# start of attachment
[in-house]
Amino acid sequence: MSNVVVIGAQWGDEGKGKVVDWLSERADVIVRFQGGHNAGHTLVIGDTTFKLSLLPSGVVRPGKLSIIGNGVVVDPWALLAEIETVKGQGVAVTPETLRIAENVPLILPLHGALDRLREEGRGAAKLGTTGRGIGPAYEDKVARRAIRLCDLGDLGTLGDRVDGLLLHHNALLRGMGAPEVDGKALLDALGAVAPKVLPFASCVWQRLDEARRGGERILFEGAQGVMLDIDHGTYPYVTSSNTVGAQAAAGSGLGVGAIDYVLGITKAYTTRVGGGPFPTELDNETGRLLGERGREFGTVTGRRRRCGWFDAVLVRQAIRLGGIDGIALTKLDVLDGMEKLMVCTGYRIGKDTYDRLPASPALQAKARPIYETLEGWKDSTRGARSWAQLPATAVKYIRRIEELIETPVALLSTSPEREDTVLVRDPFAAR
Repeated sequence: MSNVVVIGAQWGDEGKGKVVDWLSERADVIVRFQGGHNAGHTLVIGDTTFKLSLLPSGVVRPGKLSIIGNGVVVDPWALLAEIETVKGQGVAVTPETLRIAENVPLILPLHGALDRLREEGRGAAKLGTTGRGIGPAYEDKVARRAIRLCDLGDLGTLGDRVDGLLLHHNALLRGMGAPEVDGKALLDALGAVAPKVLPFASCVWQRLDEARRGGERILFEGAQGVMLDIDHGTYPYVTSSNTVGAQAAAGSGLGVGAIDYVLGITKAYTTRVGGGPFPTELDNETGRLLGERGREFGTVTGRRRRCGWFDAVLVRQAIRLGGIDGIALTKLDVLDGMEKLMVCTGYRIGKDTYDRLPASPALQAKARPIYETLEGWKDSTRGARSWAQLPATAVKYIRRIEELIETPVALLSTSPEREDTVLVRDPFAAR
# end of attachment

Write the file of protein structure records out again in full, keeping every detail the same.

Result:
[in-house]
Amino acid sequence: MSNVVVIGAQWGDEGKGKVVDWLSERADVIVRFQGGHNAGHTLVIGDTTFKLSLLPSGVVRPGKLSIIGNGVVVDPWALLAEIETVKGQGVAVTPETLRIAENVPLILPLHGALDRLREEGRGAAKLGTTGRGIGPAYEDKVARRAIRLCDLGDLGTLGDRVDGLLLHHNALLRGMGAPEVDGKALLDALGAVAPKVLPFASCVWQRLDEARRGGERILFEGAQGVMLDIDHGTYPYVTSSNTVGAQAAAGSGLGVGAIDYVLGITKAYTTRVGGGPFPTELDNETGRLLGERGREFGTVTGRRRRCGWFDAVLVRQAIRLGGIDGIALTKLDVLDGMEKLMVCTGYRIGKDTYDRLPASPALQAKARPIYETLEGWKDSTRGARSWAQLPATAVKYIRRIEELIETPVALLSTSPEREDTVLVRDPFAAR
Repeated sequence: MSNVVVIGAQWGDEGKGKVVDWLSERADVIVRFQGGHNAGHTLVIGDTTFKLSLLPSGVVRPGKLSIIGNGVVVDPWALLAEIETVKGQGVAVTPETLRIAENVPLILPLHGALDRLREEGRGAAKLGTTGRGIGPAYEDKVARRAIRLCDLGDLGTLGDRVDGLLLHHNALLRGMGAPEVDGKALLDALGAVAPKVLPFASCVWQRLDEARRGGERILFEGAQGVMLDIDHGTYPYVTSSNTVGAQAAAGSGLGVGAIDYVLGITKAYTTRVGGGPFPTELDNETGRLLGERGREFGTVTGRRRRCGWFDAVLVRQAIRLGGIDGIALTKLDVLDGMEKLMVCTGYRIGKDTYDRLPASPALQAKARPIYETLEGWKDSTRGARSWAQLPATAVKYIRRIEELIETPVALLSTSPEREDTVLVRDPFAAR